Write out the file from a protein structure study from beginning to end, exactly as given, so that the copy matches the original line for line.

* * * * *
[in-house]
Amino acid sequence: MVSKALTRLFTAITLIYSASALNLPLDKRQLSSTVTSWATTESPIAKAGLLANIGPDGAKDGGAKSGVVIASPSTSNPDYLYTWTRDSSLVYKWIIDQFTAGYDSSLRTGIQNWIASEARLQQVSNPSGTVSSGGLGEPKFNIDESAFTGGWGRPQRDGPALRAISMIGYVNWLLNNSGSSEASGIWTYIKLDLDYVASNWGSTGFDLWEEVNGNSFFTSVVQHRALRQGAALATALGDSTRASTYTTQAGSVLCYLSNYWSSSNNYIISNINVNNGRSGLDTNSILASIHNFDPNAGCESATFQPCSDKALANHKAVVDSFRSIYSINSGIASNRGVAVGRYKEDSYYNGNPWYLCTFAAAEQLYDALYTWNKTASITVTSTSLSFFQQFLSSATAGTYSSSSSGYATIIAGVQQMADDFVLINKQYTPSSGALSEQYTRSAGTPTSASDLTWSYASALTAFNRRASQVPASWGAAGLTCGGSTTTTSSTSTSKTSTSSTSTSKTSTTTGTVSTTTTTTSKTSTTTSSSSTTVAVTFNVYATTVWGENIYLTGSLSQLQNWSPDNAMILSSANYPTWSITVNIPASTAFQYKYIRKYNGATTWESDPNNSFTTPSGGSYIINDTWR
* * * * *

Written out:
[in-house]
Amino acid sequence: MVSKALTRLFTAITLIYSASALNLPLDKRQLSSTVTSWATTESPIAKAGLLANIGPDGAKDGGAKSGVVIASPSTSNPDYLYTWTRDSSLVYKWIIDQFTAGYDSSLRTGIQNWIASEARLQQVSNPSGTVSSGGLGEPKFNIDESAFTGGWGRPQRDGPALRAISMIGYVNWLLNNSGSSEASGIWTYIKLDLDYVASNWGSTGFDLWEEVNGNSFFTSVVQHRALRQGAALATALGDSTRASTYTTQAGSVLCYLSNYWSSSNNYIISNINVNNGRSGLDTNSILASIHNFDPNAGCESATFQPCSDKALANHKAVVDSFRSIYSINSGIASNRGVAVGRYKEDSYYNGNPWYLCTFAAAEQLYDALYTWNKTASITVTSTSLSFFQQFLSSATAGTYSSSSSGYATIIAGVQQMADDFVLINKQYTPSSGALSEQYTRSAGTPTSASDLTWSYASALTAFNRRASQVPASWGAAGLTCGGSTTTTSSTSTSKTSTSSTSTSKTSTTTGTVSTTTTTTSKTSTTTSSSSTTVAVTFNVYATTVWGENIYLTGSLSQLQNWSPDNAMILSSANYPTWSITVNIPASTAFQYKYIRKYNGATTWESDPNNSFTTPSGGSYIINDTWR